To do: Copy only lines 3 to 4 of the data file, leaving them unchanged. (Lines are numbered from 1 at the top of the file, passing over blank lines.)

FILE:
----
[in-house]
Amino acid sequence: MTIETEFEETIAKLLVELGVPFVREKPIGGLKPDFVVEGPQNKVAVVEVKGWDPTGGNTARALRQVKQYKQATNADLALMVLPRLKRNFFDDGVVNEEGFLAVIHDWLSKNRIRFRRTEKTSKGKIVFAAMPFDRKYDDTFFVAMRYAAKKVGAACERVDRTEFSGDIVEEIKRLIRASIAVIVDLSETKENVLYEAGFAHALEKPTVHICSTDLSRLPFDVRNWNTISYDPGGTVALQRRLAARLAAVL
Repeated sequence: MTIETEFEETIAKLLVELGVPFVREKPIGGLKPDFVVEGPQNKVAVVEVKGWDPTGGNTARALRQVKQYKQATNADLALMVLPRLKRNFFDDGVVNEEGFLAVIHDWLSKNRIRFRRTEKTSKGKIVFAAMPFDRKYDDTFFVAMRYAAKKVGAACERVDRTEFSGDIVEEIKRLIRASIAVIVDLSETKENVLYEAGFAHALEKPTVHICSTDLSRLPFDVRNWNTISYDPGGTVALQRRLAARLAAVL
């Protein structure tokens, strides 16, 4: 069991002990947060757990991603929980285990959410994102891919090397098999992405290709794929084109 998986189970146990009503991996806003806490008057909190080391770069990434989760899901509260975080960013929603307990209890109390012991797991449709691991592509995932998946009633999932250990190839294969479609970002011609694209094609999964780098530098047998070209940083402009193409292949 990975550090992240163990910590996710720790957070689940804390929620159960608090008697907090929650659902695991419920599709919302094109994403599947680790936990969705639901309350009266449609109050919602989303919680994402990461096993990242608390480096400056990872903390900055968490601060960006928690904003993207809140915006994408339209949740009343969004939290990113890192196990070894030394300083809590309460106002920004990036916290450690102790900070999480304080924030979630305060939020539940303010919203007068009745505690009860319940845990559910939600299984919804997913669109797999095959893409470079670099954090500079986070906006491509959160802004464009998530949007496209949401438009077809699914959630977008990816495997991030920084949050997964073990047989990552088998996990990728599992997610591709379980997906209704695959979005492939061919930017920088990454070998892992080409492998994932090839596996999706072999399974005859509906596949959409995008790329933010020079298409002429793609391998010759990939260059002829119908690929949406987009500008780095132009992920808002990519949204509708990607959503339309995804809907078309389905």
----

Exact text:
Repeated sequence: MTIETEFEETIAKLLVELGVPFVREKPIGGLKPDFVVEGPQNKVAVVEVKGWDPTGGNTARALRQVKQYKQATNADLALMVLPRLKRNFFDDGVVNEEGFLAVIHDWLSKNRIRFRRTEKTSKGKIVFAAMPFDRKYDDTFFVAMRYAAKKVGAACERVDRTEFSGDIVEEIKRLIRASIAVIVDLSETKENVLYEAGFAHALEKPTVHICSTDLSRLPFDVRNWNTISYDPGGTVALQRRLAARLAAVL
């Protein structure tokens, strides 16, 4: 069991002990947060757990991603929980285990959410994102891919090397098999992405290709794929084109 998986189970146990009503991996806003806490008057909190080391770069990434989760899901509260975080960013929603307990209890109390012991797991449709691991592509995932998946009633999932250990190839294969479609970002011609694209094609999964780098530098047998070209940083402009193409292949 990975550090992240163990910590996710720790957070689940804390929620159960608090008697907090929650659902695991419920599709919302094109994403599947680790936990969705639901309350009266449609109050919602989303919680994402990461096993990242608390480096400056990872903390900055968490601060960006928690904003993207809140915006994408339209949740009343969004939290990113890192196990070894030394300083809590309460106002920004990036916290450690102790900070999480304080924030979630305060939020539940303010919203007068009745505690009860319940845990559910939600299984919804997913669109797999095959893409470079670099954090500079986070906006491509959160802004464009998530949007496209949401438009077809699914959630977008990816495997991030920084949050997964073990047989990552088998996990990728599992997610591709379980997906209704695959979005492939061919930017920088990454070998892992080409492998994932090839596996999706072999399974005859509906596949959409995008790329933010020079298409002429793609391998010759990939260059002829119908690929949406987009500008780095132009992920808002990519949204509708990607959503339309995804809907078309389905």